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It seems that CTB-Locker make a lot of victims nowadays, and yet, the full encryption scheme of it is now publicly known [1,2].

Would any of you could find a weakness to exploit in this encryption scheme that would be able to take it down once for all ? The point would be to recover the Master key or a way to circumvent the encryption.

See also:

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No. One of the most important principles of cryptography is that knowing the encryption scheme cannot help someone attempting to decrypt the material without the key. The encryption used seems to be a reasonably well-written implementation of several standard algorithms, for which no practical attacks are known. Finding a way to crack these would be a major undertaking, one which many skilled cryptographers have already failed at.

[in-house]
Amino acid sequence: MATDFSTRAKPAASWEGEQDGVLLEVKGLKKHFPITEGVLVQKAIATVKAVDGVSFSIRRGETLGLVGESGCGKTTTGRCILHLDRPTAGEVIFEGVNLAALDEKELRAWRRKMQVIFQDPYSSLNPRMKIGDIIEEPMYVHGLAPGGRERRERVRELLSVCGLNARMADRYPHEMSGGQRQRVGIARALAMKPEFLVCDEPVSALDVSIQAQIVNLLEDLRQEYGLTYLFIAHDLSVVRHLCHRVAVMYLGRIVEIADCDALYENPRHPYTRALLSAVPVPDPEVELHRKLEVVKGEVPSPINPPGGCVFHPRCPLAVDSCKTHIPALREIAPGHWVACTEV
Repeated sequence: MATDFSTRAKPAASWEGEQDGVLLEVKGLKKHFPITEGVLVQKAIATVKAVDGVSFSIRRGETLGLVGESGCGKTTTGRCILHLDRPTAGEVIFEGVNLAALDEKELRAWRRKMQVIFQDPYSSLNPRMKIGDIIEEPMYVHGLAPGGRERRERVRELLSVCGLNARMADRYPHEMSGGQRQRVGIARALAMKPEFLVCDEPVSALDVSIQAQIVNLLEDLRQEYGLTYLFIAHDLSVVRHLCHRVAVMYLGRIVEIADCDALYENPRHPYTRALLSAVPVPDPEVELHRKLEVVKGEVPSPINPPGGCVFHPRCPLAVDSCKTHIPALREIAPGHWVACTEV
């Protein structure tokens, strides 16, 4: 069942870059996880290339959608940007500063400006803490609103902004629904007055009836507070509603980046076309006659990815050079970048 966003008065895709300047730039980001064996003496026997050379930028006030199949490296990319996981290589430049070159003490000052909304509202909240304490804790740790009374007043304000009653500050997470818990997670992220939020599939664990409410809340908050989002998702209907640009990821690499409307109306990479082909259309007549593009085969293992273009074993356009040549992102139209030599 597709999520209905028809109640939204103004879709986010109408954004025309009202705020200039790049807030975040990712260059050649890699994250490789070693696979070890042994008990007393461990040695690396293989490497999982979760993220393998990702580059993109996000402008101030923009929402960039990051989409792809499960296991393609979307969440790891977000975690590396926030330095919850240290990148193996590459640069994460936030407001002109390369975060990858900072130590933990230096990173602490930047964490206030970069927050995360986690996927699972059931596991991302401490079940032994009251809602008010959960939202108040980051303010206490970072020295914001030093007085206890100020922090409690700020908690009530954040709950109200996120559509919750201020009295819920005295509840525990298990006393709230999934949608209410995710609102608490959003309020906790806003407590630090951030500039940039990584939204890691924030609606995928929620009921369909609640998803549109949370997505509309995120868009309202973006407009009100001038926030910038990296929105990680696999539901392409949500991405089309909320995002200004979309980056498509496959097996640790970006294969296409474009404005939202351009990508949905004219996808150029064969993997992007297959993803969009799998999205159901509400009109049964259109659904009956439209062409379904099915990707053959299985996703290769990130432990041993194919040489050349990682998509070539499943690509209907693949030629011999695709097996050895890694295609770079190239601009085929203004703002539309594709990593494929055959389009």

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  • $\begingroup$ I didn't mean "breaking ECC" or "breaking AES", I was more thinking about an error in the way the things have been arranged to build the whole encryption scheme or specificities that are linked to the very peculiar way the encryption is used here. For example, if you have a partial back-up of your file, you will have access to a reasonable quantity of cleartext/ciphertext couple that you may use. Or, is there a flaw in the entropy of the chosen keys... But, of course, I believe in the security of ECC and AES... I am not that naive ! $\endgroup$ – perror Feb 18 '15 at 21:56
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    $\begingroup$ Then it goes to a probably not. The encryption scheme is pretty simple ECDH to compute a shared secret and then using a hash of that as an AES key. The implementation seems sound using the MS Crypto API where possible (AES, SHA-256, and the CSPRNG), and there are no known-plaintext or chosen-plaintext attacks on the ciphers used. The keys are generated with the MS Crypto API's CryptGenRandom, which is a good CSPRNG. I don't know about their implementation of curve25519, but that was designed to be easy to implement securely. $\endgroup$ – SAI Peregrinus Feb 19 '15 at 1:14

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